Similarly, the adjective societario may often be appropriately rendered as “corporate:” Derecho societario (“corporate law,” called “company law” in the UK); delito societario (“corporate crime”); administrador societario (“corporate director”) or velo societario (“corporate veil”), etc. It should be noted, however, that when Derecho societario refers not only to the law governing corporate entities, but other business vehicles as well (cooperatives, associations, foundations, etc.), the expression is generally rendered as “law of business organizations.”

An additional sense in which social cannot be translated as “social” is in the context of labor law in which social means “labor.” Common expressions in which this holds true include legislación social (“labor laws”); jurisdicción social (“labor jurisdiction;” “the labor courts”); juzgado de lo social and juez de lo social (“labor court” and “labor court judge”) and Sala de lo Social del Tribunal Supremo (“Labor Division of the Supreme Court”).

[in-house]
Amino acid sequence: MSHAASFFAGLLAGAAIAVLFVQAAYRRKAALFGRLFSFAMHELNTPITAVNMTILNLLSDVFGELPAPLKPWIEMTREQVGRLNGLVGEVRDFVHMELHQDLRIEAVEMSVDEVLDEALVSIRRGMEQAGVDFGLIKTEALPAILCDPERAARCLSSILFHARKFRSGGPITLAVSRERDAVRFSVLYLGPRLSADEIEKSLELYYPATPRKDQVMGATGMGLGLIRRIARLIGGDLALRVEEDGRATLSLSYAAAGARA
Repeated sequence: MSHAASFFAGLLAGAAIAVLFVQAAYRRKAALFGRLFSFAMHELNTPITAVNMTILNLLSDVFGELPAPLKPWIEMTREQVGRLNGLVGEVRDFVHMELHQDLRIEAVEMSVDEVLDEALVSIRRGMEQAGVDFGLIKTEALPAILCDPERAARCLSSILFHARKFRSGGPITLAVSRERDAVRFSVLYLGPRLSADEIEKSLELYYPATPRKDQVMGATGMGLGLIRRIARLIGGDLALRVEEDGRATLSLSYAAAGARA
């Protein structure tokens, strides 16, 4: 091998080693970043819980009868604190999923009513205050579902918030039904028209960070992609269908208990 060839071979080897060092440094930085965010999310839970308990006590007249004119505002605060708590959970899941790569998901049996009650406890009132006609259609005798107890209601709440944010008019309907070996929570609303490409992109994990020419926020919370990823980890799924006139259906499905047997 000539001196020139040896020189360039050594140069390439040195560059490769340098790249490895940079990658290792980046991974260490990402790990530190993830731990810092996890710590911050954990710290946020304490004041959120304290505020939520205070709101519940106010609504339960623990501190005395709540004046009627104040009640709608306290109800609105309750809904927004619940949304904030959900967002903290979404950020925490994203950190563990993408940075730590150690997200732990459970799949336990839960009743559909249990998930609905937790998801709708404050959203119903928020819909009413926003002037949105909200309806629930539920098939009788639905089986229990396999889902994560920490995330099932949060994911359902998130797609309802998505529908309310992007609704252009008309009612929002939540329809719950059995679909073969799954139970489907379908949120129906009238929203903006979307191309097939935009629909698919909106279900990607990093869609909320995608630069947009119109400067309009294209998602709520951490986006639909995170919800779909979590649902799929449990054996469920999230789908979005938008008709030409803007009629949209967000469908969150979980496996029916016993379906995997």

Perhaps reference should also be made here to the often-mistranslated expression graduado social, which I have seen rendered variously as “social science graduate,” “personnel administration graduate,” etc. In Spain graduados sociales are specialists in labor and social security law who have completed a university degree in labor relations and who provide consulting services to companies (and sometimes to labor unions) on employment and social security matters. Thus graduado social may be described as a “labor relations specialist, “labor and social security law consultant,” or with a similar expression that accurately conveys the role they play in Spain. Graduados sociales colegiados (i.e., those who are members of their local professional association) may likewise represent clients in matters brought before the labor courts (tribunales sociales).

For related terminology, see the previous entry on socio: https://rebeccajowers.com/2016/08/12/mistranslations-10/